Wednesday May 06, 2020
KARACHI: Pakistan’s bowling coach Waqar Younis said Tuesday banning the use of saliva or sweat to polish the cricket ball will take the shine off cricket and ICC must allow some alternate substance of any such ban has to take place.
Talking to Geo.tv from Australia, Waqar added that bowlers use their saliva or sweat to shine the ball as a habit and it won’t be easy for them to change it overnight.
The former Pakistan captain added that to keep a fair balance between the bat and the ball, it is important that there has to be something that allows bowlers to shine the ball.
“If you’re not able to shine the ball, then there will be no balance in the contest between bat and ball and it will take the shine away from the game,” Waqar said.
The cricket world is discussing the possibility of banning the use of saliva or sweat to shine the ball on medical grounds in an attempt to prevent the spread of COVID-19 which can be transmitted through respiratory droplets.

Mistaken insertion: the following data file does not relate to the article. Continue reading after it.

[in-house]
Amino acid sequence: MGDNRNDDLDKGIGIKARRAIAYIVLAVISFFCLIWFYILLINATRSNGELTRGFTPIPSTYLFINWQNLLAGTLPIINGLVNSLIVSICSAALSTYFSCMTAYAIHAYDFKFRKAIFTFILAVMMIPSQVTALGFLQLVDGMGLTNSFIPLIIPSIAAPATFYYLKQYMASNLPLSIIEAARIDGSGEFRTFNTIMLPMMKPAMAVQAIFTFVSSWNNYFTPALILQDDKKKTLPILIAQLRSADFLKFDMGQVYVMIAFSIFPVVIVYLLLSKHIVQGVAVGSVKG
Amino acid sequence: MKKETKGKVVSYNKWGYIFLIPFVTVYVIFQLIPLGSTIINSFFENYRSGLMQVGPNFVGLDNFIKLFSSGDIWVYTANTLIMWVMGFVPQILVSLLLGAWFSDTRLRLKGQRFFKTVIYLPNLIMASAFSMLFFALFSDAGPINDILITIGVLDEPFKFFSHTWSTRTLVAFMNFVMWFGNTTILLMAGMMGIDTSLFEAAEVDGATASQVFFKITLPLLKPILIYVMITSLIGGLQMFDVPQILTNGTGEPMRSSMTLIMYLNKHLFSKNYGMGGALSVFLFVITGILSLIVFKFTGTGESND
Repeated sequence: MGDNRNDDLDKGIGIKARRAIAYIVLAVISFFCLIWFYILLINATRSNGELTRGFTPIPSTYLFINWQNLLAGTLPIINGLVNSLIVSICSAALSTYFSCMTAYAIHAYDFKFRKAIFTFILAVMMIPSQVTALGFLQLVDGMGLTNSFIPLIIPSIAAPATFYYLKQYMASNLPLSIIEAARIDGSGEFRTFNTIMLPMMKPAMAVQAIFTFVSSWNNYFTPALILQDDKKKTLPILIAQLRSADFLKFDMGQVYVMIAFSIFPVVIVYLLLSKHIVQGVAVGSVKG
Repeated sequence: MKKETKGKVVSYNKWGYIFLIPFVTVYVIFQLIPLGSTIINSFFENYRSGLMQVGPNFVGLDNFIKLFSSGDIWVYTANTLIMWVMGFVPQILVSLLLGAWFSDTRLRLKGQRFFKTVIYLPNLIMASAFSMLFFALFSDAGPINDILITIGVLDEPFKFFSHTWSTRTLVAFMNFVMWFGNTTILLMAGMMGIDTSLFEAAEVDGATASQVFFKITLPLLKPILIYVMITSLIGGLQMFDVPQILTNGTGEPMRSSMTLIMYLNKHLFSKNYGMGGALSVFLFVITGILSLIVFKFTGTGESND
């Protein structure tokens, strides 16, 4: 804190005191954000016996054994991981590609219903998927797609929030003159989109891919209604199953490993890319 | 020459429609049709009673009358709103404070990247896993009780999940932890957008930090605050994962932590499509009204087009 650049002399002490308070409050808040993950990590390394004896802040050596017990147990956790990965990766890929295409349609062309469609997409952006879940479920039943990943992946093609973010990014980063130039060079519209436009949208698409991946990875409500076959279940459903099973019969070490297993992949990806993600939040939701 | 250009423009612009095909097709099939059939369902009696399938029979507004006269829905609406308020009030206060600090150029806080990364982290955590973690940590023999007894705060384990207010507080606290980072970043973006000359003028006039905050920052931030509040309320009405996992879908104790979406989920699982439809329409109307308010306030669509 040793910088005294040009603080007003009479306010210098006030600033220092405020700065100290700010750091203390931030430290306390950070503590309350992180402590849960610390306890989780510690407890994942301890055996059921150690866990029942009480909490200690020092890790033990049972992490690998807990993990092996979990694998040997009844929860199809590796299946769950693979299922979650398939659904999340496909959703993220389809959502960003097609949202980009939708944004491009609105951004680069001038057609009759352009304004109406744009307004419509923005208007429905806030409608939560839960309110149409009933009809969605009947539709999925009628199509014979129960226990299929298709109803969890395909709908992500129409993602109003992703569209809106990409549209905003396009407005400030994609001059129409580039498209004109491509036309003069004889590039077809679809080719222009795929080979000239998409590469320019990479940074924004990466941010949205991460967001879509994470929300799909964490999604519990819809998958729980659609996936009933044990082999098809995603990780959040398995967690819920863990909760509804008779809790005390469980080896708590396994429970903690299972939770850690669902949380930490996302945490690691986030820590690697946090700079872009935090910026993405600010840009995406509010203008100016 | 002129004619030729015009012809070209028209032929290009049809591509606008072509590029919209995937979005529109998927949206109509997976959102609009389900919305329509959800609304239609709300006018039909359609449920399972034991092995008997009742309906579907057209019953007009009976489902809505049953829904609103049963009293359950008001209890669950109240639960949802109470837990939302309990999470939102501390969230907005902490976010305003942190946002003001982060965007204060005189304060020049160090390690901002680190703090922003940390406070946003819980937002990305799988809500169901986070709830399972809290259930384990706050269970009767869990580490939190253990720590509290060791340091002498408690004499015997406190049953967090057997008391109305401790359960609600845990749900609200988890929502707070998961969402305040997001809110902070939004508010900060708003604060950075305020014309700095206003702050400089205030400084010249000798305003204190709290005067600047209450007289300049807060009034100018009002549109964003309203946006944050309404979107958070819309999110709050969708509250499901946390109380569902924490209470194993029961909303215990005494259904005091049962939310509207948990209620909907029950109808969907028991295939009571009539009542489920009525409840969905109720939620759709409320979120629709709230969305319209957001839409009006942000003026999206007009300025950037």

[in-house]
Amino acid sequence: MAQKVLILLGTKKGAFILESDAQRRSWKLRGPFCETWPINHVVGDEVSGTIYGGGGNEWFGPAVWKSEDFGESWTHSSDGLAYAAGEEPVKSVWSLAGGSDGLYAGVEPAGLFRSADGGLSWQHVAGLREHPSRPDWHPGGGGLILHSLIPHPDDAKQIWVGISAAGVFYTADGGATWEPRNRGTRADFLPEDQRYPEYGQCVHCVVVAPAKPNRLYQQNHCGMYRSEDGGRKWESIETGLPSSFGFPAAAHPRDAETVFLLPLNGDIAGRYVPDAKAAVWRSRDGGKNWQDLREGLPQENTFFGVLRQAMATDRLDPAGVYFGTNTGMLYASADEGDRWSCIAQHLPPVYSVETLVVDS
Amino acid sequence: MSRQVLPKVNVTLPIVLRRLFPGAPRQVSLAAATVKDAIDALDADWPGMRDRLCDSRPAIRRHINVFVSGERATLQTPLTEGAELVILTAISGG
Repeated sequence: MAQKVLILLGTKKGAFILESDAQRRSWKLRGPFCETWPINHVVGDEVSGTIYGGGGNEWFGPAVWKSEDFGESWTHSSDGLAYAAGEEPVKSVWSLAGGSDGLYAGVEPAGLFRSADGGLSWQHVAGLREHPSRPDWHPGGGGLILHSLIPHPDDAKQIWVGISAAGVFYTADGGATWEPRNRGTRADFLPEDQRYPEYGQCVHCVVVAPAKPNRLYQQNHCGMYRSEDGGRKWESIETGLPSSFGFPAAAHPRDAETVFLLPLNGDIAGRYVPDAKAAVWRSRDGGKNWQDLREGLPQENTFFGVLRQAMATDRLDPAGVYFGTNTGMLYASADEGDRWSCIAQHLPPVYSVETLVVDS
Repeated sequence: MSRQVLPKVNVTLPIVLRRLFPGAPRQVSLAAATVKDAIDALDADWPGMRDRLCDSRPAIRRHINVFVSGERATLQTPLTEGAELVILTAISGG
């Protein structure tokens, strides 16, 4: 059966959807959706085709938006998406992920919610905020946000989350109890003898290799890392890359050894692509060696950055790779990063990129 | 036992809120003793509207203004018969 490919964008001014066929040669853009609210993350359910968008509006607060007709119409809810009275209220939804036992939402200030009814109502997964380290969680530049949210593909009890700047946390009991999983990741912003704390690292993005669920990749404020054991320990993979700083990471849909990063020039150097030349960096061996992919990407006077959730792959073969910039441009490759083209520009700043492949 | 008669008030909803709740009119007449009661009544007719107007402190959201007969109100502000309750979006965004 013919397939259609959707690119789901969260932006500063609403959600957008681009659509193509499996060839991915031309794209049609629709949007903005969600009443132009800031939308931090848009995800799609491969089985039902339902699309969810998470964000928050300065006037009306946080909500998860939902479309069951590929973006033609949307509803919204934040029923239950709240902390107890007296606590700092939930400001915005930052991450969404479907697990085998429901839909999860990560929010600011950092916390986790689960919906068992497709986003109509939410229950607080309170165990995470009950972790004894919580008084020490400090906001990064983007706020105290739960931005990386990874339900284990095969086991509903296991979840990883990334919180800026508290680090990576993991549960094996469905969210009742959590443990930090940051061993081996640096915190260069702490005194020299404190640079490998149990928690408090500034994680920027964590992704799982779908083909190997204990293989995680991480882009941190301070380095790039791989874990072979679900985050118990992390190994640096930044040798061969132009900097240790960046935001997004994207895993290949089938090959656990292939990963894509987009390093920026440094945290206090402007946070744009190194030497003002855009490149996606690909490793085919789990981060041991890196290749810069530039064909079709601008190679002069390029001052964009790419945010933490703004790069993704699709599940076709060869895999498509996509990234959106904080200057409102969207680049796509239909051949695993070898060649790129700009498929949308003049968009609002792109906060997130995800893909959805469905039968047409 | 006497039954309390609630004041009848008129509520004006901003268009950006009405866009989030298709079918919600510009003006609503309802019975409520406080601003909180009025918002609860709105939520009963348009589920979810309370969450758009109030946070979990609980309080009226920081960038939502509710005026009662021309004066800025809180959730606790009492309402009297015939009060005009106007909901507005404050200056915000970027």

While ICC is reportedly considering such moves, the Australian government has already prohibited the use of saliva and sweat to shine the cricket ball under its guidelines to prevent the spread of coronavirus.
Waqar said he doesn’t completely disagree with this suggestion but feels that the cricketing world shouldn’t rush towards the decision.
“I hope this doesn’t stay forever, so let's hope things get normal soon and we have some vaccine to counter the coronavirus, and once we have the vaccine, then I don’t think there will be a need to stop players from using saliva or sweat to shine the ball,” Waqar said.
“Bowlers have been doing this for ages, this is habitual. You just can’t change it easily and even if there is any such situation, then you need to provide an alternate substance to be used on the ball to shine it,” said the Pakistan bowling coach.
He further added that a substance should be introduced only after proper research so that beauty of cricket also stays intact.
The current ICC rules don’t allow any artificial substances to be applied to the ball. However, the council is now mulling to allow something on the ball to keep the shine.
“See, if you’re unable to shine the ball, then it will automatically go out of shape after a few overs and bowlers won’t be able to take anything from that,” Waqar said.